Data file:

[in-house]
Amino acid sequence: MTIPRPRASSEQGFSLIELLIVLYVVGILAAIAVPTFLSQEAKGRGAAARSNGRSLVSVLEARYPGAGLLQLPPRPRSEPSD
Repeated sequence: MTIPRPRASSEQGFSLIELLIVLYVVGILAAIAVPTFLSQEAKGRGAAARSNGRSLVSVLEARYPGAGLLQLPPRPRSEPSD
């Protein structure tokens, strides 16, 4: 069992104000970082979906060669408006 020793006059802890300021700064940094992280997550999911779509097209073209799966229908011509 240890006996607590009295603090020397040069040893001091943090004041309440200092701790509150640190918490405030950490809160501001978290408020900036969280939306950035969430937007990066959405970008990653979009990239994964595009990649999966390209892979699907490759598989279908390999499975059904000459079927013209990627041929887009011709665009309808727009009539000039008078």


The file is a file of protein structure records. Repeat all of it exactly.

[in-house]
Amino acid sequence: MTIPRPRASSEQGFSLIELLIVLYVVGILAAIAVPTFLSQEAKGRGAAARSNGRSLVSVLEARYPGAGLLQLPPRPRSEPSD
Repeated sequence: MTIPRPRASSEQGFSLIELLIVLYVVGILAAIAVPTFLSQEAKGRGAAARSNGRSLVSVLEARYPGAGLLQLPPRPRSEPSD
């Protein structure tokens, strides 16, 4: 069992104000970082979906060669408006 020793006059802890300021700064940094992280997550999911779509097209073209799966229908011509 240890006996607590009295603090020397040069040893001091943090004041309440200092701790509150640190918490405030950490809160501001978290408020900036969280939306950035969430937007990066959405970008990653979009990239994964595009990649999966390209892979699907490759598989279908390999499975059904000459079927013209990627041929887009011709665009309808727009009539000039008078």